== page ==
…as they miss debate on Budget
RADIO PANELISTS of the ruling National Democratic Congress (NDC) in Kumasi have bemoaned what they describe as lack of incentives to enable them carry out their duties of defending the policies and programmes of the government on the various airwaves in the metropolis.
The NDC radio panelists complain that lack of financial motivation has become a great source of disincentive to them, rendering them ineffective as defenders of the government’s policies and programmes.
Most of the members of the Communications Team of the ruling party have, in recent times, been absent from the airwaves, leaving worried supporters wondering what must have happened to the party’s publicity and propaganda machinery.
Of much concern to the supporters was the failure by members of the Communications Team to appear on the airwaves to debate opposition members on the government’s fiscal policy for the 2011 economic year, presented recently, by the Minister of Finance in Parliament.
Some supporters of the party have been calling into radio morning show programmes, inquiring of the whereabouts of some familiar voices who are known to be strong advocates of the party on the airwaves.
But, a member of the party’s propaganda/publicity machinery, Kobby Onasis Rosely, who is also Chairman of the Youth Wing Working Committee in the Ashanti Region, has disclosed reasons for their dormancy, explaining that most of them have been unable to appear on radio, because of financial constraints.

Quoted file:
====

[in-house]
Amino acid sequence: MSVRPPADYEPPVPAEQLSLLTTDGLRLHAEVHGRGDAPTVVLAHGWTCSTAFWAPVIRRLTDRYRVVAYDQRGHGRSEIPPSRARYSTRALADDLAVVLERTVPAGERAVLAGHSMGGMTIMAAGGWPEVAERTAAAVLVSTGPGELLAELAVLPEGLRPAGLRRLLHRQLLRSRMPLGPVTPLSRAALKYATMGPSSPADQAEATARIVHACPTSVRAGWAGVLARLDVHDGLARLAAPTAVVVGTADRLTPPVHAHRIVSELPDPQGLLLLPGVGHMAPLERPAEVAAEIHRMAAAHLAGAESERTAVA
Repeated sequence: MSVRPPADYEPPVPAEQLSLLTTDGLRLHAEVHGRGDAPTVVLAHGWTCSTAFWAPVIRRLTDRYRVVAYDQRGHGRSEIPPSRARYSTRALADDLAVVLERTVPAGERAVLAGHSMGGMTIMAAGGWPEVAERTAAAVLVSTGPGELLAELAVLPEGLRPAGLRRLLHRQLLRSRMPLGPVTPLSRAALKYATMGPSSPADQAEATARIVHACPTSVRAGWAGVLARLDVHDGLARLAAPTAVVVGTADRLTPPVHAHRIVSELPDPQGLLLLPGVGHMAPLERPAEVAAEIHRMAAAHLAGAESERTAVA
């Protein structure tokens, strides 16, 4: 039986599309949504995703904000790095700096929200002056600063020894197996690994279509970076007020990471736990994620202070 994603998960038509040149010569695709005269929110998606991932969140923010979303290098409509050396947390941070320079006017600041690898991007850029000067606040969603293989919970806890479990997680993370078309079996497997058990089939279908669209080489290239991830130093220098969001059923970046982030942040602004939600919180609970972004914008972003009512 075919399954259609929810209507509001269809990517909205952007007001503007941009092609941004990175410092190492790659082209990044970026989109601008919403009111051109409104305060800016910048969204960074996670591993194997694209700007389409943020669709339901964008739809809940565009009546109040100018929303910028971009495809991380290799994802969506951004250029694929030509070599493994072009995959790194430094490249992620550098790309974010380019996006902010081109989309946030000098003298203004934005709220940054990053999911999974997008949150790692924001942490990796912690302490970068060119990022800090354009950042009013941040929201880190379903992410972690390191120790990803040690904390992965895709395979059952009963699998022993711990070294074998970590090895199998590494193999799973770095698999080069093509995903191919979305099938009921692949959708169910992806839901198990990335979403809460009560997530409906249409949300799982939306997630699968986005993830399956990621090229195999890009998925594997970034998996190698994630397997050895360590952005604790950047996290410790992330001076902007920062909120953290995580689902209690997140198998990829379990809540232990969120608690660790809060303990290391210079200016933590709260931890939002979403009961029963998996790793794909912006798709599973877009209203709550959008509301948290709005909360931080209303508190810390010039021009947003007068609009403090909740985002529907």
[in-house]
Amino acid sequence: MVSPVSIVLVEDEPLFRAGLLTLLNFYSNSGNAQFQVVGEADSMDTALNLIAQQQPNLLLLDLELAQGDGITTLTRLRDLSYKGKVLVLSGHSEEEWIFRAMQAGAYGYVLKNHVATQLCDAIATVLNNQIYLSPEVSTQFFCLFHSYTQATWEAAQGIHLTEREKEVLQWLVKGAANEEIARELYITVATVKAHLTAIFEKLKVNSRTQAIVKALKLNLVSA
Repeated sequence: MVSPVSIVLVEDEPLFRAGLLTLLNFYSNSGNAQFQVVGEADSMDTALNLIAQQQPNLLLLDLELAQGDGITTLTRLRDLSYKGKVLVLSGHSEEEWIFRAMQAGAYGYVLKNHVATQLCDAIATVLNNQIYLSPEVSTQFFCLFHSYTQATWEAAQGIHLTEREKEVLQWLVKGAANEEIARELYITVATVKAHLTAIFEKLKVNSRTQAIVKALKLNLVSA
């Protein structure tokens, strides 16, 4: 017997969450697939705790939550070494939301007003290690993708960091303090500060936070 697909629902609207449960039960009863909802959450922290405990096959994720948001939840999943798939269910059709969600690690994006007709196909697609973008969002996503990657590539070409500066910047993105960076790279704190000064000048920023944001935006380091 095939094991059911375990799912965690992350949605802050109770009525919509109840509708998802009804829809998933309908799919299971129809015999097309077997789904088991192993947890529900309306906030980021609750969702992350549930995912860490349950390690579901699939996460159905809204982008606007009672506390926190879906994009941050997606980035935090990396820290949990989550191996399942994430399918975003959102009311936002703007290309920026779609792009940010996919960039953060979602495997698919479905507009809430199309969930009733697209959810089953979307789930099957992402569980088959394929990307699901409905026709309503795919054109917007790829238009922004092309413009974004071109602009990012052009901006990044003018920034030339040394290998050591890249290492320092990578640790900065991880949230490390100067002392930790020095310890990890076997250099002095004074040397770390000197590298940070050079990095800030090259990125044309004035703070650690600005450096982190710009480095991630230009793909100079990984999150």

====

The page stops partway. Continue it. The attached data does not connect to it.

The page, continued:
According to him, they had become so cash-strapped that they find it extremely difficult hire taxis to the stations to participant in radio discussions.
“Most of us do not have any means of transport, except to hire taxis; sometimes it is very hard for us to get money to do that, and it is even more difficult, when the programme is held in the night,” he lamented.
Onasis cited a particular case on Saturday, where he was billed to appear on a political talk show on Ashh FM to discuss the government’s budget statement, but could not make it, because he did not have money to hire a taxi.
“The host of the show kept on mentioning my name, telling listeners I would be coming; it was shameful,” he noted.
He observed that quite apart from being unable to feature on political programmes, they faced a lot of societal pressure from friends, loved ones, and family members, “because most of them think we have money, and so they come to us with all forms of financial demands.”
Onasis said unless the party streamlined its plans, and makes enough provision for the communication mechanism, the party’s publicity machinery would wane, and this could have serious repercussions on the electoral fortunes of the party.
“If we are unable to market the policies, programmes and achievements of the party, how would the people know that the government is working? Something needs to be done,” he emphasised